As a singer, you’ve probably been told to “breathe with your diaphragm.” Huh? What does that even mean? “Breathing with your diaphragm” is a vocal term tossed around that is actually one of the biggest misnomers of all time. In this tutorial, Coach Tara and Coach Jeremie explain the true function of the diaphragm and what you should be doing for proper breath technique.

That’s Bologna

Crazy as it sounds, your diaphragm is kind of like a piece of bologna that separates the bottom of your lungs from your abdomen. It is lowered when you breathe in and then raises when you utilize the breath. Air is not going into the diaphragm itself nor are you engaging your diaphragm…it’s an involuntary mechanism.

The breath goes into your lungs and is rationed by your abdominal engagement. If you’re running out of air, you’re likely taking a shallow breath and not filling your lungs to capacity. This is often identified by chest heaves, raised shoulders, and throat strain.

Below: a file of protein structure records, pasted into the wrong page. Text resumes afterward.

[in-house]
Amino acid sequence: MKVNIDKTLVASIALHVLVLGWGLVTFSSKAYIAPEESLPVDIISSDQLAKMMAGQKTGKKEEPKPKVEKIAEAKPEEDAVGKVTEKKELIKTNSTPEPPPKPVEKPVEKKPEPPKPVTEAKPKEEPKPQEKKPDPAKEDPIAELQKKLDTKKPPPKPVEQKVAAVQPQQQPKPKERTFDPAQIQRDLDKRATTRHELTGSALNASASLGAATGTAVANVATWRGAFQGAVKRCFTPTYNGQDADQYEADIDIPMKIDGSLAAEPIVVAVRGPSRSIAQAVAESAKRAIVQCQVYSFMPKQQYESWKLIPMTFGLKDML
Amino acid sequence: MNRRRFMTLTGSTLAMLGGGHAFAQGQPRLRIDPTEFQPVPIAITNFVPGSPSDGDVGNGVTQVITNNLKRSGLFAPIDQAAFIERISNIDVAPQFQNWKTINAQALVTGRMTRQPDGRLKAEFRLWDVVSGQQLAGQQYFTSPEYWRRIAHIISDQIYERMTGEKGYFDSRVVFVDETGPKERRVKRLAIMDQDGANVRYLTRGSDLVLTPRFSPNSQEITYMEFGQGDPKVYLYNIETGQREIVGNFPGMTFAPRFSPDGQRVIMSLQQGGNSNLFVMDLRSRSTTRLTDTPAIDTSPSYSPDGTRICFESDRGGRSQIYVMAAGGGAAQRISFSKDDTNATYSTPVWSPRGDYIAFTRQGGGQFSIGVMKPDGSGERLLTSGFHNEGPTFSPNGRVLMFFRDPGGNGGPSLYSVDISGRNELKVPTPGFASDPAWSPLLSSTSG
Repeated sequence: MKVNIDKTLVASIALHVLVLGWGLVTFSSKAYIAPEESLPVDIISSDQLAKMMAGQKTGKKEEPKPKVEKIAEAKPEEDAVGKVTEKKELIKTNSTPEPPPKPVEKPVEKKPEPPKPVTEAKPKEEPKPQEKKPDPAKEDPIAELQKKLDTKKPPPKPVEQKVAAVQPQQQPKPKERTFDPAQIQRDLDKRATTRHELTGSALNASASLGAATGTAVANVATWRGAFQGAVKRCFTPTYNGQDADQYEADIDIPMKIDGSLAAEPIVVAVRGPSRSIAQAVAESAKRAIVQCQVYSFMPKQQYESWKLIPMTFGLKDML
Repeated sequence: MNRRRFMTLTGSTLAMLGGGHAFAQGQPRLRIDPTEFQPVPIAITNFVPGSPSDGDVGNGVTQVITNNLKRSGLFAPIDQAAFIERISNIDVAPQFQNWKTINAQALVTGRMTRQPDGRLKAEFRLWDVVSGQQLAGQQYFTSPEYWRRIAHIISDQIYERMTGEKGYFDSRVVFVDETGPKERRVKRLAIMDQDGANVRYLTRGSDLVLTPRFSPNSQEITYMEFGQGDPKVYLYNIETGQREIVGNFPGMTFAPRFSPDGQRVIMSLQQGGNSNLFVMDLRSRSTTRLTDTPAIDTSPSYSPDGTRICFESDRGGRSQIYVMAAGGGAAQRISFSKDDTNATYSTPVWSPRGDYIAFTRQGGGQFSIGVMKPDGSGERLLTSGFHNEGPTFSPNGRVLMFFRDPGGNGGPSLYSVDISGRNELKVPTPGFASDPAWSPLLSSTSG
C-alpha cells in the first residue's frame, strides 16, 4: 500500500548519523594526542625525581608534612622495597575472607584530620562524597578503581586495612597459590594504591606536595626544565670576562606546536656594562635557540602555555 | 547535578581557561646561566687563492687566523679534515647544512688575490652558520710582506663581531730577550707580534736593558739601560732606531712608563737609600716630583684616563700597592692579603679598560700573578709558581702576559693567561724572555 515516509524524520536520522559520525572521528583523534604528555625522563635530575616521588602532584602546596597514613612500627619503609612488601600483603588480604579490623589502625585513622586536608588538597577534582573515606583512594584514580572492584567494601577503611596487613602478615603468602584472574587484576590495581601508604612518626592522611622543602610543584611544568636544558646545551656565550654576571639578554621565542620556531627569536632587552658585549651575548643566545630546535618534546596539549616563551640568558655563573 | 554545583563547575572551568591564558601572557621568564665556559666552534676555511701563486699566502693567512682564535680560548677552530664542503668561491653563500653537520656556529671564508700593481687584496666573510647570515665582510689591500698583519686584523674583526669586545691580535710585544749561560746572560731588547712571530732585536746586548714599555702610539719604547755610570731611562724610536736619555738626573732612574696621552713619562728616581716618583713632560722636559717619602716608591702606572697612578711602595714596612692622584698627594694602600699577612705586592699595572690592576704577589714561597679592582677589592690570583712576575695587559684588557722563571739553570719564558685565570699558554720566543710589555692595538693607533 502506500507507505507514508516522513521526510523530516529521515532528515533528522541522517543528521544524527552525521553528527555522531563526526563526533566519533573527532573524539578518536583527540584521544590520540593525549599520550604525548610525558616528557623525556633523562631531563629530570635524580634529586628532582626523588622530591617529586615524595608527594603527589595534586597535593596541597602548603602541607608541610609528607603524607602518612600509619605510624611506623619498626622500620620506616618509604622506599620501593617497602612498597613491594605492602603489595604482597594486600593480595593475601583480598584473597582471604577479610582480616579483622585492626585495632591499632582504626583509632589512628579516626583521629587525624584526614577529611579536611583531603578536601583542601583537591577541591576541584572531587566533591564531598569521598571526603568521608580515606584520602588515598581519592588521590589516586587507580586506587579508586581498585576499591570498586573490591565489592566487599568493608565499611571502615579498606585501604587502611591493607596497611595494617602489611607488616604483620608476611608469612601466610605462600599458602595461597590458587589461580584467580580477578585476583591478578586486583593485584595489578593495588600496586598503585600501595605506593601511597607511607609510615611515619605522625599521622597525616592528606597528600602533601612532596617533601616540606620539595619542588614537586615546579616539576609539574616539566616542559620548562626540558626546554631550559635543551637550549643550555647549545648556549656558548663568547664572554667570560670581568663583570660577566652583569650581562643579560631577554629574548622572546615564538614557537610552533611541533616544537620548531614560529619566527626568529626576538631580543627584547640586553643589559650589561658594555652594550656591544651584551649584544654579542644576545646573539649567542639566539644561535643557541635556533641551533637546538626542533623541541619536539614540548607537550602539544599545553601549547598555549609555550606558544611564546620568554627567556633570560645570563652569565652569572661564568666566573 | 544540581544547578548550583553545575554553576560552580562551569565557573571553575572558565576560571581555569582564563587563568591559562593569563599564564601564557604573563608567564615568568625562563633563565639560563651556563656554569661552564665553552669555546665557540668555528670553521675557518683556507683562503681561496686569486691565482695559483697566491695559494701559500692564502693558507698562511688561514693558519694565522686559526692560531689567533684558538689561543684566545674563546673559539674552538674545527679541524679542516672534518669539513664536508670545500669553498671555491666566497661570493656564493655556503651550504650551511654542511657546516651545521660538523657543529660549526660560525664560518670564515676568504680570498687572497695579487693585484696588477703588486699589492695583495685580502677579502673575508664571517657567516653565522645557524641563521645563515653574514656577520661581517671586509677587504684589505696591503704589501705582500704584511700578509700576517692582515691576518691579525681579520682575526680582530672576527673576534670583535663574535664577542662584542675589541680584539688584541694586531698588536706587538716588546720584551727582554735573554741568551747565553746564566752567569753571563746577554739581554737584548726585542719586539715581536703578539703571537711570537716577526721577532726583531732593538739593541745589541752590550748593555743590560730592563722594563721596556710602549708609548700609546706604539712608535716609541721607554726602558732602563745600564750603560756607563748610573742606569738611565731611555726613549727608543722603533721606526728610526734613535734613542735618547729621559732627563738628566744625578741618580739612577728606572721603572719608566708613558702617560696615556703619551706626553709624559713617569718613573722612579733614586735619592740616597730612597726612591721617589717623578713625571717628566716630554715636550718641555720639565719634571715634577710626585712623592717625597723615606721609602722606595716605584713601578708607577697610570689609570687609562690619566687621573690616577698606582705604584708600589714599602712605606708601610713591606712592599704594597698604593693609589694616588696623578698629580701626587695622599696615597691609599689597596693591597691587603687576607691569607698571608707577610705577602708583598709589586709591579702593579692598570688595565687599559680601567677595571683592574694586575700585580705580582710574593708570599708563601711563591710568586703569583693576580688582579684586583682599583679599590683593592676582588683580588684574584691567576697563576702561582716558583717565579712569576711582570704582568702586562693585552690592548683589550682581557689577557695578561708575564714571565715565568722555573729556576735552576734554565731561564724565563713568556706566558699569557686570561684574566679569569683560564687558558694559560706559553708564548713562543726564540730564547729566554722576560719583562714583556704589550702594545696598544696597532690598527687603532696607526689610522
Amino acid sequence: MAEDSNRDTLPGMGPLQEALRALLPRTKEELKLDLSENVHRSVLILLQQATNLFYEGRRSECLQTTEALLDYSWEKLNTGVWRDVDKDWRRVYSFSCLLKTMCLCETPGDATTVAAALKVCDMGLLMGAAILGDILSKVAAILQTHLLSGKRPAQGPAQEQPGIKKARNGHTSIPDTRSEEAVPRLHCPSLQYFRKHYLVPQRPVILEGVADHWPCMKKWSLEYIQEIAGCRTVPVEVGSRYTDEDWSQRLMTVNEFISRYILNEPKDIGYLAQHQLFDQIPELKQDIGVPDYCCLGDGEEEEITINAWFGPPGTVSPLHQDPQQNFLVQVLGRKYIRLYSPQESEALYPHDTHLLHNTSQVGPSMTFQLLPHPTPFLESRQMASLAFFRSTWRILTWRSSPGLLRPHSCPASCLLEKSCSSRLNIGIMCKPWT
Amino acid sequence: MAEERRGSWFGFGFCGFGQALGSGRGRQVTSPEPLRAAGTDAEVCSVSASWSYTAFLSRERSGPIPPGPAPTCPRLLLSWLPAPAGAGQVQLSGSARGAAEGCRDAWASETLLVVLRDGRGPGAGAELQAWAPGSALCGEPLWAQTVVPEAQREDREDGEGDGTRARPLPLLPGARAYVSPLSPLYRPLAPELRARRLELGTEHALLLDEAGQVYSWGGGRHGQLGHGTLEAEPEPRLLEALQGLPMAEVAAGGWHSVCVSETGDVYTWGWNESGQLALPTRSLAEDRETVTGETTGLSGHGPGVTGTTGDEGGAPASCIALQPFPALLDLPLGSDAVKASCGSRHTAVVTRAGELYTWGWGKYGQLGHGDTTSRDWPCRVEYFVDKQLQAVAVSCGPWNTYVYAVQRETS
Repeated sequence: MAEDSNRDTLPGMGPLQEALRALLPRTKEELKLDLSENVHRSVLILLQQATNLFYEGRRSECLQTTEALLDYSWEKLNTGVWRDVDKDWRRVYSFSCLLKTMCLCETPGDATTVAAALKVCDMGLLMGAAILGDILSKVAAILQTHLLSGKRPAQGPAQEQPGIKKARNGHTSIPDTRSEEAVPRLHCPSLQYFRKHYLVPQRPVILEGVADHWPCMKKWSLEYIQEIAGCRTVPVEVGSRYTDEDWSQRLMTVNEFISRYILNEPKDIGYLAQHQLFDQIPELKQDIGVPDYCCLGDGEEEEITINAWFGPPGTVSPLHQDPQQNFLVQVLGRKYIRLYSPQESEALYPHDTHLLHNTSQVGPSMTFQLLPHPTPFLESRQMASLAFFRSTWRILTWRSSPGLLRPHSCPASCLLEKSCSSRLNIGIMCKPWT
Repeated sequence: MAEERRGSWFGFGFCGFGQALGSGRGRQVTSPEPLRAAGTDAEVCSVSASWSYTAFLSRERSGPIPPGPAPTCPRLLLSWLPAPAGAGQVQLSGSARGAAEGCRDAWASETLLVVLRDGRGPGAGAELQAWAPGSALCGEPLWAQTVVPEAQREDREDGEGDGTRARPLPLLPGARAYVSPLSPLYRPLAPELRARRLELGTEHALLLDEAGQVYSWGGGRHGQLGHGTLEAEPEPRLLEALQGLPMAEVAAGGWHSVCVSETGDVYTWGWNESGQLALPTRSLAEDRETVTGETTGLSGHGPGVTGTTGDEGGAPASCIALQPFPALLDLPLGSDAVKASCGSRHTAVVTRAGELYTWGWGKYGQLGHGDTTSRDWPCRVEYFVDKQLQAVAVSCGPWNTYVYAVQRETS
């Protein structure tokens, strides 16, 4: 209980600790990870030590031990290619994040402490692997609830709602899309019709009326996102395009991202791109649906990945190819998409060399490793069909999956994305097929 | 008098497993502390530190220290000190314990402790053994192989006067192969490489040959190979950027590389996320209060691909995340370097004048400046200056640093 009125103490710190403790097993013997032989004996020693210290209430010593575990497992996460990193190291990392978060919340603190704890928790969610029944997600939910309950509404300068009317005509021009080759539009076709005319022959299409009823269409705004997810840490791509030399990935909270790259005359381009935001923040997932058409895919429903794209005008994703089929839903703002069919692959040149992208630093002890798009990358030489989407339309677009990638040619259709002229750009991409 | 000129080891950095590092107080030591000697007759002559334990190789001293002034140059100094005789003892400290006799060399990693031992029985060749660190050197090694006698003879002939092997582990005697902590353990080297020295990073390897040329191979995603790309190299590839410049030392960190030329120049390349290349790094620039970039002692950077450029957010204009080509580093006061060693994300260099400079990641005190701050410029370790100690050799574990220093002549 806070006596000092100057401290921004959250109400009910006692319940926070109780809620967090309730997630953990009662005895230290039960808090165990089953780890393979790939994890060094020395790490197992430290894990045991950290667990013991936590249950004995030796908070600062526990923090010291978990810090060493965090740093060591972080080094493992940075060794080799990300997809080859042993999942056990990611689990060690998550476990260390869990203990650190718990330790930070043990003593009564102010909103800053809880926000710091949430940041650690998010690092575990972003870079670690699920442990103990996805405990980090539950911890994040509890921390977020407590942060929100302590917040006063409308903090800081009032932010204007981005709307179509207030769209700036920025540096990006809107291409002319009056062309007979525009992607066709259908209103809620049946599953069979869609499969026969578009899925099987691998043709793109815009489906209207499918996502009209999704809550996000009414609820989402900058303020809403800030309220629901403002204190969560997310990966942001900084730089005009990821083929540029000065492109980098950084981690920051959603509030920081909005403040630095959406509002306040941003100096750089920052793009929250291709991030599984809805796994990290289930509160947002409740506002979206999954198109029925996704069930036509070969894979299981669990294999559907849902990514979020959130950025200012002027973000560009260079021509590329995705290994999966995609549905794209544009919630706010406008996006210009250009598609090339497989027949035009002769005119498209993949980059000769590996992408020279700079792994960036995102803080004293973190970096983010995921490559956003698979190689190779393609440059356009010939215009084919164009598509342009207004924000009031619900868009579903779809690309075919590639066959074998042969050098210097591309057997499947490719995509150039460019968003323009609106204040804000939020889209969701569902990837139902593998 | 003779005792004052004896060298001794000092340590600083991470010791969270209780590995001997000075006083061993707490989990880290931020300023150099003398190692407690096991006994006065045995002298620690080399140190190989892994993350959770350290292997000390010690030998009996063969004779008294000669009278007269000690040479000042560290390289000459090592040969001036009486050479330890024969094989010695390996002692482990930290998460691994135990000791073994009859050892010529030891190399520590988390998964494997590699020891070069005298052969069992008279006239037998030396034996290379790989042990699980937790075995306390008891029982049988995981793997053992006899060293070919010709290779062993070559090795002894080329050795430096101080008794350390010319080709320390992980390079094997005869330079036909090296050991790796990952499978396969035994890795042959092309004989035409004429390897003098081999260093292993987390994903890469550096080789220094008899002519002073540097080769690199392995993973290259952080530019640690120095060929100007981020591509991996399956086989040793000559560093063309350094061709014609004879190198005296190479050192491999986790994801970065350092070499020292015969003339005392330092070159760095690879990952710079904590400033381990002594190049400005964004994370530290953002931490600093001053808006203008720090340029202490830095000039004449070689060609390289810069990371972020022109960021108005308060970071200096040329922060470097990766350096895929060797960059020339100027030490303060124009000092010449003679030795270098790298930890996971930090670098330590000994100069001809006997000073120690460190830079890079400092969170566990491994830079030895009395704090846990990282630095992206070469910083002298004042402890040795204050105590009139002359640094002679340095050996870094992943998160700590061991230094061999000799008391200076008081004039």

Front-Side-Back Breath

For a proper low, deep breath, imagine an inflatable tube wrapped around the center of your body. As you breathe in, think about that tube filling up with air all the way around. You should feel expansion in your stomach, rib cage, and even a little bit in your back.

Pro Tip: Breath is the foundation of singing.

Knowing how to fully fill up your lungs is essential in doing longer phrases, adding more tone, and being more musical overall. Proper breath technique is key to “the last measure that lasts,” unlocking your ability to bring it home to the very end.

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